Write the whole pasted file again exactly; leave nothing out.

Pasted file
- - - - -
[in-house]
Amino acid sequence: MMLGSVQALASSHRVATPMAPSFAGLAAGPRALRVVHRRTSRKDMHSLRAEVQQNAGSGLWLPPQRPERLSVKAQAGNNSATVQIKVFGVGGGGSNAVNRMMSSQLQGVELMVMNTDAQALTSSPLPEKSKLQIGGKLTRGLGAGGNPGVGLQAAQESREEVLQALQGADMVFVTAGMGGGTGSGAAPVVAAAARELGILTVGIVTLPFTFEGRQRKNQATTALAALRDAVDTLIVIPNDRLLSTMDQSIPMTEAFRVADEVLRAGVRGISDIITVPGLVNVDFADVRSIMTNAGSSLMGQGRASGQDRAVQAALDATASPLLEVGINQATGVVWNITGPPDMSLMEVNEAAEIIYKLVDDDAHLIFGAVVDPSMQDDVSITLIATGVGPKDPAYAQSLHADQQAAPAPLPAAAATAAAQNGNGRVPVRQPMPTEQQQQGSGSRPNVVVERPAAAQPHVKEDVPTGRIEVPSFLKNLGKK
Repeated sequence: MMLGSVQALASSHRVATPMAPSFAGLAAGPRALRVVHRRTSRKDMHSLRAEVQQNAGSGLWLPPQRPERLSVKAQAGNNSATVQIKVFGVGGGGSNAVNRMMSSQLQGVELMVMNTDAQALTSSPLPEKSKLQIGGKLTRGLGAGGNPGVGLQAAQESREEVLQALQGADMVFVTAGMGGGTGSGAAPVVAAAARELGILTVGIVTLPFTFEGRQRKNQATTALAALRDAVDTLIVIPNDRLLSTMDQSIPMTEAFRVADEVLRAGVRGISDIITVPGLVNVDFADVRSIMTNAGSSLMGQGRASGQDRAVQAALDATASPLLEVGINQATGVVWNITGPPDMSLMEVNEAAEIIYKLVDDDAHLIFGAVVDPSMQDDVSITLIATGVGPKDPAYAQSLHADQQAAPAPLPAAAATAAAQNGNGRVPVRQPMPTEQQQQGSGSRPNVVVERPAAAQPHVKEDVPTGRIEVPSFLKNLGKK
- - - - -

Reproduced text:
[in-house]
Amino acid sequence: MMLGSVQALASSHRVATPMAPSFAGLAAGPRALRVVHRRTSRKDMHSLRAEVQQNAGSGLWLPPQRPERLSVKAQAGNNSATVQIKVFGVGGGGSNAVNRMMSSQLQGVELMVMNTDAQALTSSPLPEKSKLQIGGKLTRGLGAGGNPGVGLQAAQESREEVLQALQGADMVFVTAGMGGGTGSGAAPVVAAAARELGILTVGIVTLPFTFEGRQRKNQATTALAALRDAVDTLIVIPNDRLLSTMDQSIPMTEAFRVADEVLRAGVRGISDIITVPGLVNVDFADVRSIMTNAGSSLMGQGRASGQDRAVQAALDATASPLLEVGINQATGVVWNITGPPDMSLMEVNEAAEIIYKLVDDDAHLIFGAVVDPSMQDDVSITLIATGVGPKDPAYAQSLHADQQAAPAPLPAAAATAAAQNGNGRVPVRQPMPTEQQQQGSGSRPNVVVERPAAAQPHVKEDVPTGRIEVPSFLKNLGKK
Repeated sequence: MMLGSVQALASSHRVATPMAPSFAGLAAGPRALRVVHRRTSRKDMHSLRAEVQQNAGSGLWLPPQRPERLSVKAQAGNNSATVQIKVFGVGGGGSNAVNRMMSSQLQGVELMVMNTDAQALTSSPLPEKSKLQIGGKLTRGLGAGGNPGVGLQAAQESREEVLQALQGADMVFVTAGMGGGTGSGAAPVVAAAARELGILTVGIVTLPFTFEGRQRKNQATTALAALRDAVDTLIVIPNDRLLSTMDQSIPMTEAFRVADEVLRAGVRGISDIITVPGLVNVDFADVRSIMTNAGSSLMGQGRASGQDRAVQAALDATASPLLEVGINQATGVVWNITGPPDMSLMEVNEAAEIIYKLVDDDAHLIFGAVVDPSMQDDVSITLIATGVGPKDPAYAQSLHADQQAAPAPLPAAAATAAAQNGNGRVPVRQPMPTEQQQQGSGSRPNVVVERPAAAQPHVKEDVPTGRIEVPSFLKNLGKK